But then I have to remember, we’re just a bullet point at this point.

Maybe when we all realize the full extent of the rights missing from same-sex marriage in this country, and the human cost of laws like DOMA. Maybe then we’ll no longer be just a bullet point on Washington’s agenda.

I had a lot of regular customers at the restaurant I worked at. For most of that time I was working on “I DO,” the script I’m about to go into pre-production for (A “gay green card movie,” that highlights immigration rights for bi-national couples). Many regulars would ask me how it was going. I would recount tales of writhing on the floor, chewing my shoes, crying for hours begging my muse to let me in on her secret for what the film should “really” be about. Many times, these smart, well-educated men would joke and say they’d marry me if I needed a green card. I would just smile and say, “I’m good, thank you, but even if I did need a green card you still couldn’t marry me to keep me in the country.”

They would always look a little perplexed, “What about Massachusetts?” “We could relocate to the East coast but that still wouldn’t do it.” Then I would have to explain that immigration is a federal level right not afforded to same-sex couples. Marriage equality exists only on a state level now, and there are over 1,300 federal level rights missing. Would you like fries or salad with that burger?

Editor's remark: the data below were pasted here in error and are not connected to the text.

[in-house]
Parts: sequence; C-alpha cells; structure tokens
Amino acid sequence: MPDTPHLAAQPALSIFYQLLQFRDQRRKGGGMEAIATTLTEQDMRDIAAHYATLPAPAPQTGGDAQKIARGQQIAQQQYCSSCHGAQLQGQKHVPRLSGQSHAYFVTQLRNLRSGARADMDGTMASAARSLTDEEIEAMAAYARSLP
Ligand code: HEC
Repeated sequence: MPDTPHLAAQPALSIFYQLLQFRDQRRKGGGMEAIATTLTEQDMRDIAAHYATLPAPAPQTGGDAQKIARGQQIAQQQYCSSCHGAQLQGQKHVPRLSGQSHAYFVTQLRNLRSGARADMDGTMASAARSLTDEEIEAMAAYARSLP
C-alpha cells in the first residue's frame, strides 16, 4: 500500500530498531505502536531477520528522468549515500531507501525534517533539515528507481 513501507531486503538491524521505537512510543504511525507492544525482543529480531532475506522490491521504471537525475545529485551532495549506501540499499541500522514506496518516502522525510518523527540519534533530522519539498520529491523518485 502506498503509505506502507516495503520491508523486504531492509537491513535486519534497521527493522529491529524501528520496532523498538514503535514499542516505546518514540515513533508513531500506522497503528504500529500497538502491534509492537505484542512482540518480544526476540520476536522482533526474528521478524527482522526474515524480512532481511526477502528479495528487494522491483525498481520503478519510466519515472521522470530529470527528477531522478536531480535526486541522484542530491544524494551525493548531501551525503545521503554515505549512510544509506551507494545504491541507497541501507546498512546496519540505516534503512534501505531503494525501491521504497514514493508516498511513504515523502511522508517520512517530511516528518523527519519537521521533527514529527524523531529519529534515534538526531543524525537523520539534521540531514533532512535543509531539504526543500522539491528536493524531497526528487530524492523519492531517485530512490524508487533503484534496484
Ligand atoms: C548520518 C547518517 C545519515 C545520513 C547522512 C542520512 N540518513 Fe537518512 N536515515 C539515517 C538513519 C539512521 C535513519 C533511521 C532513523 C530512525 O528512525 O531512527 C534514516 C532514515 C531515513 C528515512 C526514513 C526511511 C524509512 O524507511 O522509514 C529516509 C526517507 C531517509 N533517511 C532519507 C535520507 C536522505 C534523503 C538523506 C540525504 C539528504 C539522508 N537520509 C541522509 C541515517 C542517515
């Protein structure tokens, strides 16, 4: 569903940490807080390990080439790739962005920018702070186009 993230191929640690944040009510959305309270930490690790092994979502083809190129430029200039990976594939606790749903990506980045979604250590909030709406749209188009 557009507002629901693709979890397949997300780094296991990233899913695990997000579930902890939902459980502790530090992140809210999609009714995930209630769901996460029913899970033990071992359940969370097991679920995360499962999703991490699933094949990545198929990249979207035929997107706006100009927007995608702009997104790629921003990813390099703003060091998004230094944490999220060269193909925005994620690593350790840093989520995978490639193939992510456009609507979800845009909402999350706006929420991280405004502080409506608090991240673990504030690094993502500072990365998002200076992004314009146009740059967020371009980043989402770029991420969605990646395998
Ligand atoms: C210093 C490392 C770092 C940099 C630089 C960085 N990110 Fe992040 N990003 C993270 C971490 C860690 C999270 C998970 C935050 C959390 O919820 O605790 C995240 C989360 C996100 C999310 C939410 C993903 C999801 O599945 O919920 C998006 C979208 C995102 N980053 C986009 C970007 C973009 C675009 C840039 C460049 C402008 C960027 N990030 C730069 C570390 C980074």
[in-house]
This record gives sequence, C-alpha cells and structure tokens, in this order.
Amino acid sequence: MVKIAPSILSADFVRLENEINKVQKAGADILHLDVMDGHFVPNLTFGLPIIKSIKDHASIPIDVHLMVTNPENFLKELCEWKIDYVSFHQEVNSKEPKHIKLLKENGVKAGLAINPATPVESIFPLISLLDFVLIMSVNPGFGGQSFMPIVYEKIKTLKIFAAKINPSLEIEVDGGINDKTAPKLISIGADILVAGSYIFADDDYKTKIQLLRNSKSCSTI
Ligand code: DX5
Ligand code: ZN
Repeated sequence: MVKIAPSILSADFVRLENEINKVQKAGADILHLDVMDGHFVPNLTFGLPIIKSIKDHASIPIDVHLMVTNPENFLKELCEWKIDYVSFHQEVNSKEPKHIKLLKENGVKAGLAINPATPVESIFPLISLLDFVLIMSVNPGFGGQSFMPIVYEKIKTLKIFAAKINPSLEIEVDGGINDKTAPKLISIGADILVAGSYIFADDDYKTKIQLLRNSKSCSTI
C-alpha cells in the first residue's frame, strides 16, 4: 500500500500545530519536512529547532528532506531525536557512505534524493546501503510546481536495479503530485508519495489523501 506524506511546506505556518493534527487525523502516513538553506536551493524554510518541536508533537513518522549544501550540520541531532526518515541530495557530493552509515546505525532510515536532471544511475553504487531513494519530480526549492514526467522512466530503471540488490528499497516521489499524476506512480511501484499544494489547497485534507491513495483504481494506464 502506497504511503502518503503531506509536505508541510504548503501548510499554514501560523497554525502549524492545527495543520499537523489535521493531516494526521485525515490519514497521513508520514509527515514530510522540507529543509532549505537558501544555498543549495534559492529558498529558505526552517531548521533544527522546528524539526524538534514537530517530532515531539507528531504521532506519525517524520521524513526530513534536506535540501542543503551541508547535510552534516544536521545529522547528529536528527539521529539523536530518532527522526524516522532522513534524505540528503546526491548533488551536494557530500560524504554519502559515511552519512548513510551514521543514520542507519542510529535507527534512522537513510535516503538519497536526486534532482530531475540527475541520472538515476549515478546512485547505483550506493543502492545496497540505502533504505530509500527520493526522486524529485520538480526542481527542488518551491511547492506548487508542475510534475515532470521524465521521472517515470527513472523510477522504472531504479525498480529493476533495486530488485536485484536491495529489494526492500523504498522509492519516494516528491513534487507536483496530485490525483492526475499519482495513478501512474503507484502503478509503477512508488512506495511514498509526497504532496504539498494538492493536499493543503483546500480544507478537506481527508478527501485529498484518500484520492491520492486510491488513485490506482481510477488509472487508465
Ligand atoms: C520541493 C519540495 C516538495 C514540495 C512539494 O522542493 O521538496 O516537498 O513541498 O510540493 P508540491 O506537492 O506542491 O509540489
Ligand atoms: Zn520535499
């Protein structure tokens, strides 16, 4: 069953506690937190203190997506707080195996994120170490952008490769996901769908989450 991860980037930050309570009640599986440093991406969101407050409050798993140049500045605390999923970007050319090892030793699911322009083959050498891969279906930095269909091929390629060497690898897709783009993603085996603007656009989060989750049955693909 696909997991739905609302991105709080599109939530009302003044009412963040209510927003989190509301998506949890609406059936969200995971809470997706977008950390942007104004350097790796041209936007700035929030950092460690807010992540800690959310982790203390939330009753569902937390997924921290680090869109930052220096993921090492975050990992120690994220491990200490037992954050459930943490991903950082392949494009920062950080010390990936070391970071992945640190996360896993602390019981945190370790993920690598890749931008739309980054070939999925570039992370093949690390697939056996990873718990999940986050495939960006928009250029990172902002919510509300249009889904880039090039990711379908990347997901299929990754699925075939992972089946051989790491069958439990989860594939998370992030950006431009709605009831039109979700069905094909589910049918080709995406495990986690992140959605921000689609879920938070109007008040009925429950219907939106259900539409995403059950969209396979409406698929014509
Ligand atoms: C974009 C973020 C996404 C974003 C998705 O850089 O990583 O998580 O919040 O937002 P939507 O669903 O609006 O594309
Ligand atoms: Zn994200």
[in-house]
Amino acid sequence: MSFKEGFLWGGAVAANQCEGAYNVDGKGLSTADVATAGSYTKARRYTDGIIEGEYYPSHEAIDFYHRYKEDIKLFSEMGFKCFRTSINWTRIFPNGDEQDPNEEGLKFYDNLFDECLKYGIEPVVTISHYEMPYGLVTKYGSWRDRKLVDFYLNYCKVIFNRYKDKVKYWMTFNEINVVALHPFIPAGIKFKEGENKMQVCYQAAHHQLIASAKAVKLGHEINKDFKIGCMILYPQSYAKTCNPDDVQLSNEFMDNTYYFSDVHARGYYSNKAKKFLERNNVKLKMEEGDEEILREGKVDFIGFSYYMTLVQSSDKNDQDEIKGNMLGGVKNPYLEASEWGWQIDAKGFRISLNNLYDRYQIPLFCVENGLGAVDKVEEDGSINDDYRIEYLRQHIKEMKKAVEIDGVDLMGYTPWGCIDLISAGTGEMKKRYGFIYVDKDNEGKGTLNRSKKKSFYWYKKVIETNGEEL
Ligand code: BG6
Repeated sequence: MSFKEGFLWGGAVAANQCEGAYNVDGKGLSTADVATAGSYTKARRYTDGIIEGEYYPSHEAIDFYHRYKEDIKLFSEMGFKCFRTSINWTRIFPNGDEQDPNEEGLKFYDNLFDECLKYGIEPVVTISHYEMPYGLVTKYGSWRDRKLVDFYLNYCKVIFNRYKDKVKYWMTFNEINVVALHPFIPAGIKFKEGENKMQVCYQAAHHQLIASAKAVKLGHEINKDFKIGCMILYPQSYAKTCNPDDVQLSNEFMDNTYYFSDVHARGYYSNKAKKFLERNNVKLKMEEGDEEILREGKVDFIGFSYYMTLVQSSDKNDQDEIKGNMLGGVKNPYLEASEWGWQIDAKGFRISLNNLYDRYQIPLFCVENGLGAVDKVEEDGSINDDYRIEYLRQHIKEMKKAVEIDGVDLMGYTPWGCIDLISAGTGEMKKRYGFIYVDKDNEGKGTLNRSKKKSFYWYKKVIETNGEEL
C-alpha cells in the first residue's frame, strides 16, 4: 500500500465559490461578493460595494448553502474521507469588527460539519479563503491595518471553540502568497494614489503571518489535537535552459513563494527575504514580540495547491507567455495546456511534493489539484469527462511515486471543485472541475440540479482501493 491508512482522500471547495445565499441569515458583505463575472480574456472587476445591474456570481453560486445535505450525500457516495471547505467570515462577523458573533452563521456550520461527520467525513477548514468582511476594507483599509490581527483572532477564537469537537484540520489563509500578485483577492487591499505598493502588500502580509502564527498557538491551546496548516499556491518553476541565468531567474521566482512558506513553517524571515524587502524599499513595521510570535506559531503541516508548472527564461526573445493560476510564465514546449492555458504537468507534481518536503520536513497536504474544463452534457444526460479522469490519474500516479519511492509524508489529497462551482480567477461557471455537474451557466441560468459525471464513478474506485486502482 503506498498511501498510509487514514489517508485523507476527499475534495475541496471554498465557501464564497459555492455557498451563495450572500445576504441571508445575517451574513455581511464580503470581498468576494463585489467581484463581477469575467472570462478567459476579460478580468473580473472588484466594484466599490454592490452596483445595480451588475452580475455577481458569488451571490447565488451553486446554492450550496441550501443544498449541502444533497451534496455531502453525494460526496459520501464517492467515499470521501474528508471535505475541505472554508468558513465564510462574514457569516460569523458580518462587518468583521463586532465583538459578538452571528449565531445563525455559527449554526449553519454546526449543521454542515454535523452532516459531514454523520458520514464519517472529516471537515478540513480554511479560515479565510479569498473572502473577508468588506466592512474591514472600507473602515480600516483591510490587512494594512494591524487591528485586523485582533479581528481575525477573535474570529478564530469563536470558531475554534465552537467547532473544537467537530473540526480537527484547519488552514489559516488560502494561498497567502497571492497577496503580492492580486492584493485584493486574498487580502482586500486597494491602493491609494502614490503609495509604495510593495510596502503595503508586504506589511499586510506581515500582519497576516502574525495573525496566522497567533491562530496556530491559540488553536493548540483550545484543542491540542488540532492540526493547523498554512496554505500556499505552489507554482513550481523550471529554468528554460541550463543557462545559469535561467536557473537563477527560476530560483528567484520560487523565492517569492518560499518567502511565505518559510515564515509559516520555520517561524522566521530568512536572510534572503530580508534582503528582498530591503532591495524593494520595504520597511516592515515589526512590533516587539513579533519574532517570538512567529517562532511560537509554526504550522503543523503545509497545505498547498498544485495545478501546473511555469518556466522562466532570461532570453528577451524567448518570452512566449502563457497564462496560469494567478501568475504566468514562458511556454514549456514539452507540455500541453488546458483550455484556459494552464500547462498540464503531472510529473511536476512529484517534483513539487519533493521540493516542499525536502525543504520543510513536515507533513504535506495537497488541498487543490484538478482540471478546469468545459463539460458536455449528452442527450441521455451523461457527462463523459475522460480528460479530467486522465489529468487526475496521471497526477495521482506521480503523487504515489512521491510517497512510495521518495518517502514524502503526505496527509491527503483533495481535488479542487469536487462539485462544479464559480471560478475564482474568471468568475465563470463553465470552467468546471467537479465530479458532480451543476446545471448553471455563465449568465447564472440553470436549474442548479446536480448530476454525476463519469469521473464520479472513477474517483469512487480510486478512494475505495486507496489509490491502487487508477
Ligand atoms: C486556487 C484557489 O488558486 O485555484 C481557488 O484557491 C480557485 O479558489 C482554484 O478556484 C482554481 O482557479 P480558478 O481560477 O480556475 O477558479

It’s been amazing to work on the film and meet so many people who have been fighting for decades on the issue of LGBT immigration. I set up a campaign on Kickstarter to raise money for the film and because of that I’ve heard hundreds of stories of families being ripped apart, by time (months apart waiting for paperwork), space (Americans having to move to a country that has equal rights for same-sex marriage, leaving their birth families here in the U.S.) or Immigration & Customs Enforcement (the constant threat of a knock on the door, or mail with terrible news). Many have emailed me saying, “thank you” for writing a movie that we all hope will raise awareness for the issue. But my issue is that not enough of the LGBT community really knows just how many rights are lacking from lack of legal, state and federally-recognized civil marriage equality.